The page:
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Get ready to Run!

The 5th Annual Trinity River
Levee Run

It’s almost that time of year again! For the past several years we’ve started looking forward to spring with our annual Trinity River Levee Run.  On March 7, 2009, the Dallas Running Club, Luke’s Locker, Trinity Commons Foundation and the City of Dallas will host the 5th Annual Trinity River Levee Run.

This event is the perfect opportunity for all Dallas citizens to enjoy the breathtaking view from the levee as they participate in an early morning 10K run. The beautiful view of the Dallas skyline is only one of the attractions this event has to offer. Dallas Police Chief David Kunkle, Dallas Fire Chief Eddie Burns, and

their new recruits will continue their annual friendly competition to see who will cross the finish line first during the Glenn Carter Public Safety Challenge!

This year’s public safety challenge is named for Glenn Carter who was the race director from its inception. He was a long-time fan of running and the Trinity River corridor. He passed away in 2008, and naming the safety challenge after him is one small way to honor his devotion to the sport of running and this event.

Dallas Mayor Tom Leppert, City and Elected Officials, and representatives from the Dallas Running Club and Luke’s Locker will be joined at the event by the 700-1,000 anticipated race participants. Please come out and join us because this will be an event you will not want to miss!

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Calendar of Events
January 1, 2009
Happy New Year!
January 13, 2009
S. M. Wright Freeway Redevelopment
Stakeholder Work Group (SWG)
Community Meeting
Peoples Baptist Church
3119 Pine
Dallas, TX 75215
214-421-1098
6:00 pm - 7:30 pm
 

January 15, 2009
Trinity River Audubon Center
Late Night Third Thursday
6500 South Loop 12
(I-45 South to Loop 12 East)
Dallas, Texas 75217
FREE all day and evening for everyone

Bennett Hennessey, South American
Executive Director of Asociacion Civil Armonia
Topic for evening, “South America: Birds, Birdwatching And Conservation
7:00 pm

January 24, 2009
Student Conservation Association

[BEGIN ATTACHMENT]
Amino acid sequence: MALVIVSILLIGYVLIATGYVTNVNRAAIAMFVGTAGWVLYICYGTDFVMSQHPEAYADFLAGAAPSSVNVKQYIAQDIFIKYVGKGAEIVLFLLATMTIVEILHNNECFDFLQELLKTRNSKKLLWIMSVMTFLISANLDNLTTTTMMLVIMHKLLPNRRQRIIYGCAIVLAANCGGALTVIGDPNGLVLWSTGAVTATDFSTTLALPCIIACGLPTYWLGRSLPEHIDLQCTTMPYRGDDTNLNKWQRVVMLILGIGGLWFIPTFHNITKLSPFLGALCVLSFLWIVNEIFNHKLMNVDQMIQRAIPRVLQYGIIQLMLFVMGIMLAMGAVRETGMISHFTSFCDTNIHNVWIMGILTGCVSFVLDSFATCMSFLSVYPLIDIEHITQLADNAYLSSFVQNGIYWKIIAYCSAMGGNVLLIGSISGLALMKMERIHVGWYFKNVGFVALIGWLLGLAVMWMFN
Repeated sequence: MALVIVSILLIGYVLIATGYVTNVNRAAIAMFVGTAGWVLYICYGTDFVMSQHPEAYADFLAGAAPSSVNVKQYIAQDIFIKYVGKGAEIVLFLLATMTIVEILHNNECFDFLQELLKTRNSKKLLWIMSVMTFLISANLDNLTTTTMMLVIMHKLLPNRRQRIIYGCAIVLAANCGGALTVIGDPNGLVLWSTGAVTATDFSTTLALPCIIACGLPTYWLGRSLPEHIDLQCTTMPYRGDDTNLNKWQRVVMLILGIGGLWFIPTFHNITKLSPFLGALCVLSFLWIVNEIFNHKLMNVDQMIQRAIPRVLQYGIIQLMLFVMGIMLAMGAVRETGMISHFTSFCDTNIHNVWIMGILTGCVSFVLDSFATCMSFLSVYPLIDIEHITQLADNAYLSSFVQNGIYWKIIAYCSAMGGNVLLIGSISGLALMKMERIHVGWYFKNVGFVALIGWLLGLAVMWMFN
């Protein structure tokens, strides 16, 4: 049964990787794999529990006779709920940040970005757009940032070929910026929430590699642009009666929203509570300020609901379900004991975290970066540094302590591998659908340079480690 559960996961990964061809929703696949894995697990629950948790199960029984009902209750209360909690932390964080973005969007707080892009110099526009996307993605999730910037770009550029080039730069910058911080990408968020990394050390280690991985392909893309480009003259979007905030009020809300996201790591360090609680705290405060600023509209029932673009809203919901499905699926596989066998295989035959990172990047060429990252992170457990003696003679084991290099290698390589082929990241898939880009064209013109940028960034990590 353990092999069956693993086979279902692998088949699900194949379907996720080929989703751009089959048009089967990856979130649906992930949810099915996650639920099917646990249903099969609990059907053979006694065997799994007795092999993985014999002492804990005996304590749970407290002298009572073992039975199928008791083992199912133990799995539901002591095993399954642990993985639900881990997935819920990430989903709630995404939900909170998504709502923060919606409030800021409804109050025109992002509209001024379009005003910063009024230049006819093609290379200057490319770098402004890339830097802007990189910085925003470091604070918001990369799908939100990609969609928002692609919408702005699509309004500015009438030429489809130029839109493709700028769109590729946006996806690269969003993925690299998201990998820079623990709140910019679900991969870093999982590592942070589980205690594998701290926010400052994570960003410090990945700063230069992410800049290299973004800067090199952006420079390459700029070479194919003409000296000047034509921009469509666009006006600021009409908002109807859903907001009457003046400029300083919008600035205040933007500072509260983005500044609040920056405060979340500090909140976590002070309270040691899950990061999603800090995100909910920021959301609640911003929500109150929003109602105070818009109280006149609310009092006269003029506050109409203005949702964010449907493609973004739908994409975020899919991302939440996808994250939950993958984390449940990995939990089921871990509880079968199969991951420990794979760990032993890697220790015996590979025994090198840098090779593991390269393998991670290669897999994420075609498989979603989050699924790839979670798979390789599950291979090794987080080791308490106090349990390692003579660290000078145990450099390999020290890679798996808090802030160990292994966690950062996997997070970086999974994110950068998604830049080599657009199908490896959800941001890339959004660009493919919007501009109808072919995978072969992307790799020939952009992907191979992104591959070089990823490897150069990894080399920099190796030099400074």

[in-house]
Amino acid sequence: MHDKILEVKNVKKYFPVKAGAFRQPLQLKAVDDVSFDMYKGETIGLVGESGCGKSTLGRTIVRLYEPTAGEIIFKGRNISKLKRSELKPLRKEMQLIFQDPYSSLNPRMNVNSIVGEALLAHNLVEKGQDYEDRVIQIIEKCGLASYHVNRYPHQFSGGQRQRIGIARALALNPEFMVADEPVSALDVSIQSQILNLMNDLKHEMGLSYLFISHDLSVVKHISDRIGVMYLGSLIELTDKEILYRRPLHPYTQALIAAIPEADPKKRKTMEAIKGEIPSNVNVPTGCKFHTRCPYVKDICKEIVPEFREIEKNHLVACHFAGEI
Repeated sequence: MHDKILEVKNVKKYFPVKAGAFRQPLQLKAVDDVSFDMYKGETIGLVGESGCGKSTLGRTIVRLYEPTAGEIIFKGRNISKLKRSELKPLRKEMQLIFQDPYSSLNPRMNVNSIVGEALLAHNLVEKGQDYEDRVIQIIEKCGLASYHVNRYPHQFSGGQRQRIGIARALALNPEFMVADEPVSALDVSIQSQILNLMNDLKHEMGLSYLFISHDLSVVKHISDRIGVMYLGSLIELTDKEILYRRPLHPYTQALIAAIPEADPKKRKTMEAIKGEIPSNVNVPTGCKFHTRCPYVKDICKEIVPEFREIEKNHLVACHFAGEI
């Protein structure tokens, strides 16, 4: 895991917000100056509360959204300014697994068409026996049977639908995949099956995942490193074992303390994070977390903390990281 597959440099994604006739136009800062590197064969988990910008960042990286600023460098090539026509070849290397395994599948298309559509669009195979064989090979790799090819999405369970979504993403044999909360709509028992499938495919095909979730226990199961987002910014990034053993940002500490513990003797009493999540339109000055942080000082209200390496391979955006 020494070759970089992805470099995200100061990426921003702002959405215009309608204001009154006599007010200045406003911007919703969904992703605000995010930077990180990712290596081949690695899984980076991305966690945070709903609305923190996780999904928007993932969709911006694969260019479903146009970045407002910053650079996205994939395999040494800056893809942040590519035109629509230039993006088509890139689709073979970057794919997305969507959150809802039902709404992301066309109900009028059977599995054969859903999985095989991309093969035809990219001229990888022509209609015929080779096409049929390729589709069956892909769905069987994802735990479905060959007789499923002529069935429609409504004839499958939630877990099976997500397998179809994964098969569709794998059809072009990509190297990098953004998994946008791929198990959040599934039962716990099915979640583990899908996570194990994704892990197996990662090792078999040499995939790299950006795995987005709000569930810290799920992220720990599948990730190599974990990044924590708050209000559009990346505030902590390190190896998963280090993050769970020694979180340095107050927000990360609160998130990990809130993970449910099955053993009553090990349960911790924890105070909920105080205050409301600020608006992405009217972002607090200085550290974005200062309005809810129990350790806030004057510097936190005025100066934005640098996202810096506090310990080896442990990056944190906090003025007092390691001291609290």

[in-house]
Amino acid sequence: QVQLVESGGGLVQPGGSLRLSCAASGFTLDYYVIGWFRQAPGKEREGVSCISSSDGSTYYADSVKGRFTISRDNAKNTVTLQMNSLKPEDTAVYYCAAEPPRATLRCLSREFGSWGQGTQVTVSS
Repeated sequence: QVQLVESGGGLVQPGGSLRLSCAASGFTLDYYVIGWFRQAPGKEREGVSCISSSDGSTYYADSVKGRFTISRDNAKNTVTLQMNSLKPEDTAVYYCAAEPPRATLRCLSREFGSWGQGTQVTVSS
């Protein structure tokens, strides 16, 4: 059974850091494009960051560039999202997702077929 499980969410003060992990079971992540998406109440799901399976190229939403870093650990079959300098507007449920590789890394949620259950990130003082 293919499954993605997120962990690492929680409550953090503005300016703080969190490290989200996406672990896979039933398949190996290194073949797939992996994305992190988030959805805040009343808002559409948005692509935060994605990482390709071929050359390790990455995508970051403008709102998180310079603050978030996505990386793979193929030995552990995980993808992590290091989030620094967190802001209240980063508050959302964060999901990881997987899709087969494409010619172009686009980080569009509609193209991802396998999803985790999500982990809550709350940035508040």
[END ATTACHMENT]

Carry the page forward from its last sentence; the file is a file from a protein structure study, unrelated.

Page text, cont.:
Celebrating Martin Luther King
Rochester Park Trail Maintenance
3000 Municipal Street
Dallas, TX  75215
Join the celebration - bring rakes and gloves!
9:00 am – 2:00 pm
 
January 27, 2009
Trinity River Corridor Project
Committee Meeting
Dallas City Hall, Room 6E south
9:30 am - 11:30 am
 
Resources
Audubon Center
The Texas Buckeye Trail
Dallas Zoo
U. S. Army Corps of Engineers
Trinity Trust Foundation
Student Conservation Association
 
City Hall Update
City of Dallas Council
Agendas and Briefings
Trinity River Corridor Project
Committee Agendas & Briefings
 
City of Dallas Council
Agendas and Briefings
Trinity River Corridor Project
Committee Agendas & Briefings

 

 

 

 

 


 

 

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Community View

Trinity River Corridor Project Heralds the return of
Bald Eagles to the Area

Early in December, a Bald Eagle was seen flying over Wetland Cell F which is part of the Lower Chain of Wetlands within the Trinity River Corridor Project. This Wetland Cell is very close to the Trinity River and it is located off of I-45 South perhaps four miles from the new Trinity River Audubon Center. This sighting by the U. S. Army Corps of Engineers represented an exciting moment in terms of being a milestone for conservation in Dallas, as well as a proud moment for the mitigation and environmental work that is part of the Trinity River Corridor Project.

Perhaps most of us think Bald Eagles, the national bird of the United States since 1782, only live in northern states, but this is not the case. Bald Eagles actually live in all 48 contiguous states. In 1995, it was changed to “threatened” in Texas rather than endangered. This majestic and large bird needs waterways, wetlands, mature trees, and quiet lands to thrive.

In Texas, there are two populations of Bald Eagles: breeding birds and nonbreeding or wintering birds. Breeding populations occur primarily in the eastern half of the state and along coastal counties from Rockport to Houston. Nonbreeding or wintering populations are located primarily in the Panhandle, Central, and East Texas, and in other areas of suitable habitat throughout the state.

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